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District heating from the Burnaby incinerator

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Metro Vancouver's WTE, better known as the Burnaby incinerator

Metro Vancouver’s WTE, better known as the Burnaby incinerator

It looks like Metro Vancouver has finally found a use for the waste heat from the Burnaby incinerator:  district heating.

District heating is a type of centralized heating, where a power plant produces heat (steam or hot water) and sends it through pipelines to heat a number of buildings in a district – hence the name.  Anyone who has been to UBC may have seen puffs of steam risng from grates on Main Mall.  These puffs were from the old district heating system, where steam pipes running from the power plant on North Campus would supply heat to the buildings.  Now a more efficient hot water distribution system has replaced the aging steam system, and all of the 800,000 square meters of floor space from the many buildings are heated by the network.

UBC’s is not the only district energy system in Metro (there are several others) but they are much more common in Europe.  Economies of scale mean that these systems are often far more efficient than separate building or home furnaces can be.  This means that fuel costs are lower, and fewer greenhouse gas emissions are produced, for the same amount of heat.

These systems can also be easily adapted for cogeneration of heat and electricity; if you’re going to burn fuel to generate heat, why not use the fuel to also produce power?  The electricity from a cogen is free, so to speak, since the fuel was going to be burned anyways.  UBC’s new system uses a cogen that can produce up to 60 Megawatt.

East Fraser development

East Fraser development

What does this have to do with incinerators?  Well, in Europe many incinerators are a source of heat for district heating  (as well as producing electricity).  It makes sense; the fuel may not be as efficient as natural gas, but hey, it’s free.  Incinerator operators, accordingly, prefer the moniker “waste-to-energy” (WTE) for their facilities.

The Burnaby incinerator was originally designed to produce steam for a neighbouring paper facility.  But with the factory went bankrupt and now the incinerator produces electricity, but now there is no taker for the heat.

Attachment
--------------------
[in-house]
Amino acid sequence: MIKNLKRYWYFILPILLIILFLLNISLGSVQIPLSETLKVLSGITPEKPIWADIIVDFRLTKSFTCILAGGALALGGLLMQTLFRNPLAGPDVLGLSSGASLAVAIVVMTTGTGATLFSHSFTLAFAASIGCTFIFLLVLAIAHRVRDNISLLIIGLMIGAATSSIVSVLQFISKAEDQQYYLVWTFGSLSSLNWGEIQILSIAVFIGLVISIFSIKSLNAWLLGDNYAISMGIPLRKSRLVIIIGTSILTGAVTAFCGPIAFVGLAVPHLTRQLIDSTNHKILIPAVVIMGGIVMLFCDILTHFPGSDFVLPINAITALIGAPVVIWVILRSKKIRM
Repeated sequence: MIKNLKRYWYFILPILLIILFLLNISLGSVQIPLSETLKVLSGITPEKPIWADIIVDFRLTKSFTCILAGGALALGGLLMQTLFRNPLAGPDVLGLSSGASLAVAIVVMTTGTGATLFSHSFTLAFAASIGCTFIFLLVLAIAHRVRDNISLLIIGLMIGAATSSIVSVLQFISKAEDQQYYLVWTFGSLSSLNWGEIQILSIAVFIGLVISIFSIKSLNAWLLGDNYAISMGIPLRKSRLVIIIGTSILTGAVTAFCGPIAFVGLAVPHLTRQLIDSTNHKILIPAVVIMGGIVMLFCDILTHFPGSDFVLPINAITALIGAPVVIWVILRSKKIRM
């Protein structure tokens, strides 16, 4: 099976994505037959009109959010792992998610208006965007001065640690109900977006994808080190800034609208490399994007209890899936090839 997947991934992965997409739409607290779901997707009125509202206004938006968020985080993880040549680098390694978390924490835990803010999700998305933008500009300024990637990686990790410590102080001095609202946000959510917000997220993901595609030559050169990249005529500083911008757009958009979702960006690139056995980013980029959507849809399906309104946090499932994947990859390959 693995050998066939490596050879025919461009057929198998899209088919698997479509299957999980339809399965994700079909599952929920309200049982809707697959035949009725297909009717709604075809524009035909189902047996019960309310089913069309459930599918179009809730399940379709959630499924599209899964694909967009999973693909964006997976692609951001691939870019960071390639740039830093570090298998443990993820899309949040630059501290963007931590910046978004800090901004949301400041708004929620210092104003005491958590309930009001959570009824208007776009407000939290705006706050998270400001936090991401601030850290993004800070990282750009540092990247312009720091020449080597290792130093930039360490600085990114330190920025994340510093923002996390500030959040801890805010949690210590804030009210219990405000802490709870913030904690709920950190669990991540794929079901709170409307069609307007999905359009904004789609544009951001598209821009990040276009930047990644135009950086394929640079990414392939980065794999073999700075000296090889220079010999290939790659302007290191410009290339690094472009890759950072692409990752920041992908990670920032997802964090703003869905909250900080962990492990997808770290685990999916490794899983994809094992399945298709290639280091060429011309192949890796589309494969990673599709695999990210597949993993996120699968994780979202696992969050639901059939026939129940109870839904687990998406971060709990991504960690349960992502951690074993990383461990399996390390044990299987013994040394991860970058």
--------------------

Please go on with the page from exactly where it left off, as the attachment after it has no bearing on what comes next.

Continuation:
But this will soon change: ParkLane Homes’ East Fraser Lands, a new residential development by the Fraser on the old MacBlo site, has contracted for a district energy system from the incinerator.  According to the contractor’s website,

When completed, River District Energy will serve approximately 710,000 square meters of floor space with an alternative thermal energy solution designed for the many LEED Gold buildings in the development. Metro Vancouver`s planned Waste To Energy Facility in Burnaby will supply River District Energy with the renewable thermal energy needed to serve their customers with heat without the carbon footprint found in most other conventional heating systems today.

Laying out the district heating network

Laying out the district heating network

In Canada the environmental community is divided on the merits of WTE.  Some, like David Boyd (author of The Optimistic Environmentalist), like the European approach (few people in Europe oppose these systems).  Others, like Ben West or the CCPA, fear the potential air pollution.  But this is a red herring, in my opinion; very little pollution is released (personally, I would rather live downwind from the Burnaby incinerator than from a large diesel bus depot).  A more serious argument, though, is the cost of WTC facilities.  But Europe’s experience shows that a well integrated system, where both electricity and heat have a role to play in urban districts, are actually community assets.

The East Fraser Lands district energy system is a first step in the right direction.  Hopefully, there’ll be more to come.

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Written by enviropaul

March 19, 2016 at 2:06 pm

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